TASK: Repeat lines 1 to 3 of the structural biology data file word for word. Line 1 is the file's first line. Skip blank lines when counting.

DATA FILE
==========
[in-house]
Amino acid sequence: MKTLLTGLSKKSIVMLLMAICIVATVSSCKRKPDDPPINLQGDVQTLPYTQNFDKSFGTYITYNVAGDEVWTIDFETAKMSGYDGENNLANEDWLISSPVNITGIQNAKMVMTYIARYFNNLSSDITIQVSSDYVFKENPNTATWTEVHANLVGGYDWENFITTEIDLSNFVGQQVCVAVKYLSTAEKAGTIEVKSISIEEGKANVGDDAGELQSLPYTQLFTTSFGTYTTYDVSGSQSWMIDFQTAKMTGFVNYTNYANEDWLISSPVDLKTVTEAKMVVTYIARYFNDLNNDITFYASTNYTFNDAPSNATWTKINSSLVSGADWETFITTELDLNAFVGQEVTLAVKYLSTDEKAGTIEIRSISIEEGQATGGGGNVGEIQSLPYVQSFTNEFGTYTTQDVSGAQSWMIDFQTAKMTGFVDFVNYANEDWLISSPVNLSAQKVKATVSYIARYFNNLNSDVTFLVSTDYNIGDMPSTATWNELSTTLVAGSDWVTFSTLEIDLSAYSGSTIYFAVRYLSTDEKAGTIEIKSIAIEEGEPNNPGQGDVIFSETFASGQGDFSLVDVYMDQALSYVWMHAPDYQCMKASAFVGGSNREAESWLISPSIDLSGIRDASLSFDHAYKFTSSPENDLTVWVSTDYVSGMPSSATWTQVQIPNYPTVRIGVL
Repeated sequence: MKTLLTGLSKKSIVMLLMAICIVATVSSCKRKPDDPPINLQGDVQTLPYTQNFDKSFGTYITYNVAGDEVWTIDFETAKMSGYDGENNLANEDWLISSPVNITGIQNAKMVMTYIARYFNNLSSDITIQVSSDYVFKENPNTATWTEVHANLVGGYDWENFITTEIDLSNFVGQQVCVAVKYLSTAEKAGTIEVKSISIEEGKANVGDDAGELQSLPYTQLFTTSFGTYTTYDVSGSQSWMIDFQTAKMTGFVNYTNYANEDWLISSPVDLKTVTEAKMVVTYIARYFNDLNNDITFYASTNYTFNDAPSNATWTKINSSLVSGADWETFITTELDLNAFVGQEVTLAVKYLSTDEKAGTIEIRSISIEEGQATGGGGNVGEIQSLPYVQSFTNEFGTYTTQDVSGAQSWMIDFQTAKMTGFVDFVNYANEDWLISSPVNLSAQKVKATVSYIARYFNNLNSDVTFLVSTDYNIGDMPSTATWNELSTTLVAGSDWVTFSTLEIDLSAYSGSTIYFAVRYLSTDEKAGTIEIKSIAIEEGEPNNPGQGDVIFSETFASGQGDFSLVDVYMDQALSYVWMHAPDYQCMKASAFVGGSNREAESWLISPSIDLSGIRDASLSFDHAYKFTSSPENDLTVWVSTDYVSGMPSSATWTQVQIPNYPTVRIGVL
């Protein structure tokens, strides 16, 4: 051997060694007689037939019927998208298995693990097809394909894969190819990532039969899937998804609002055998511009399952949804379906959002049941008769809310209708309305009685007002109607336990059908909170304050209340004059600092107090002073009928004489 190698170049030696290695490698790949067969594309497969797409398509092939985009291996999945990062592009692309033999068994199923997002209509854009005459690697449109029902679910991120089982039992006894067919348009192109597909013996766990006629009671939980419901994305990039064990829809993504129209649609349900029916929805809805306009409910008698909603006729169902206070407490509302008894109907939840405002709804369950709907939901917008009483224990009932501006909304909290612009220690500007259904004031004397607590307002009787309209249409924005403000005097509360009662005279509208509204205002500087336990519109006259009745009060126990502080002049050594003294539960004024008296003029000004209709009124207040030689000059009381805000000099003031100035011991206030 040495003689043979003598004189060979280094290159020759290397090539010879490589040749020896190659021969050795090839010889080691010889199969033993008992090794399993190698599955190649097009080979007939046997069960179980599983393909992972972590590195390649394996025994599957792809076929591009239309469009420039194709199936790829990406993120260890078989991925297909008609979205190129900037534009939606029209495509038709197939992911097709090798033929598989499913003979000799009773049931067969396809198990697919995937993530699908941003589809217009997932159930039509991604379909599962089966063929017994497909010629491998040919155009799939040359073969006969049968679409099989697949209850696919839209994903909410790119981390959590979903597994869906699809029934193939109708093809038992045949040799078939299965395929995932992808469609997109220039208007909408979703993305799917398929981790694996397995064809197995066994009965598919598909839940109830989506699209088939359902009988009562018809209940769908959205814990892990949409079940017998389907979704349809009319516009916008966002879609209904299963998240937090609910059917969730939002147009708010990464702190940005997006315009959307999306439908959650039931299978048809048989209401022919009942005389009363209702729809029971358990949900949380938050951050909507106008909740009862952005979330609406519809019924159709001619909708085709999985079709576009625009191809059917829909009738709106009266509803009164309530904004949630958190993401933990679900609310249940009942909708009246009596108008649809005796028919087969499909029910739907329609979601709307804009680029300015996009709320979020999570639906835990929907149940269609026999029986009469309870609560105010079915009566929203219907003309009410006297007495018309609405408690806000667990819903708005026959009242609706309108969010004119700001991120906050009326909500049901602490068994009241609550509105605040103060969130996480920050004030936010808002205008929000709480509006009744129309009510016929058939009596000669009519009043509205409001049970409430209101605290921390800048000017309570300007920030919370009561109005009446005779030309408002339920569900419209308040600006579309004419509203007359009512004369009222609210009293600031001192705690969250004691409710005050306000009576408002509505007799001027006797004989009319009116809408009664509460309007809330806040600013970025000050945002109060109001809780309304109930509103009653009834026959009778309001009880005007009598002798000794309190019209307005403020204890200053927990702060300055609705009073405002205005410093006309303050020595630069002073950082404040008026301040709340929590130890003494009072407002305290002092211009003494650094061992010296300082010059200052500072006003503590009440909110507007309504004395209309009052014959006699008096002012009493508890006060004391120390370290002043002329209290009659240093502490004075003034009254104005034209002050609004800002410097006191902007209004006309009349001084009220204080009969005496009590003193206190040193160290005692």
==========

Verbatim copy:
[in-house]
Amino acid sequence: MKTLLTGLSKKSIVMLLMAICIVATVSSCKRKPDDPPINLQGDVQTLPYTQNFDKSFGTYITYNVAGDEVWTIDFETAKMSGYDGENNLANEDWLISSPVNITGIQNAKMVMTYIARYFNNLSSDITIQVSSDYVFKENPNTATWTEVHANLVGGYDWENFITTEIDLSNFVGQQVCVAVKYLSTAEKAGTIEVKSISIEEGKANVGDDAGELQSLPYTQLFTTSFGTYTTYDVSGSQSWMIDFQTAKMTGFVNYTNYANEDWLISSPVDLKTVTEAKMVVTYIARYFNDLNNDITFYASTNYTFNDAPSNATWTKINSSLVSGADWETFITTELDLNAFVGQEVTLAVKYLSTDEKAGTIEIRSISIEEGQATGGGGNVGEIQSLPYVQSFTNEFGTYTTQDVSGAQSWMIDFQTAKMTGFVDFVNYANEDWLISSPVNLSAQKVKATVSYIARYFNNLNSDVTFLVSTDYNIGDMPSTATWNELSTTLVAGSDWVTFSTLEIDLSAYSGSTIYFAVRYLSTDEKAGTIEIKSIAIEEGEPNNPGQGDVIFSETFASGQGDFSLVDVYMDQALSYVWMHAPDYQCMKASAFVGGSNREAESWLISPSIDLSGIRDASLSFDHAYKFTSSPENDLTVWVSTDYVSGMPSSATWTQVQIPNYPTVRIGVL
Repeated sequence: MKTLLTGLSKKSIVMLLMAICIVATVSSCKRKPDDPPINLQGDVQTLPYTQNFDKSFGTYITYNVAGDEVWTIDFETAKMSGYDGENNLANEDWLISSPVNITGIQNAKMVMTYIARYFNNLSSDITIQVSSDYVFKENPNTATWTEVHANLVGGYDWENFITTEIDLSNFVGQQVCVAVKYLSTAEKAGTIEVKSISIEEGKANVGDDAGELQSLPYTQLFTTSFGTYTTYDVSGSQSWMIDFQTAKMTGFVNYTNYANEDWLISSPVDLKTVTEAKMVVTYIARYFNDLNNDITFYASTNYTFNDAPSNATWTKINSSLVSGADWETFITTELDLNAFVGQEVTLAVKYLSTDEKAGTIEIRSISIEEGQATGGGGNVGEIQSLPYVQSFTNEFGTYTTQDVSGAQSWMIDFQTAKMTGFVDFVNYANEDWLISSPVNLSAQKVKATVSYIARYFNNLNSDVTFLVSTDYNIGDMPSTATWNELSTTLVAGSDWVTFSTLEIDLSAYSGSTIYFAVRYLSTDEKAGTIEIKSIAIEEGEPNNPGQGDVIFSETFASGQGDFSLVDVYMDQALSYVWMHAPDYQCMKASAFVGGSNREAESWLISPSIDLSGIRDASLSFDHAYKFTSSPENDLTVWVSTDYVSGMPSSATWTQVQIPNYPTVRIGVL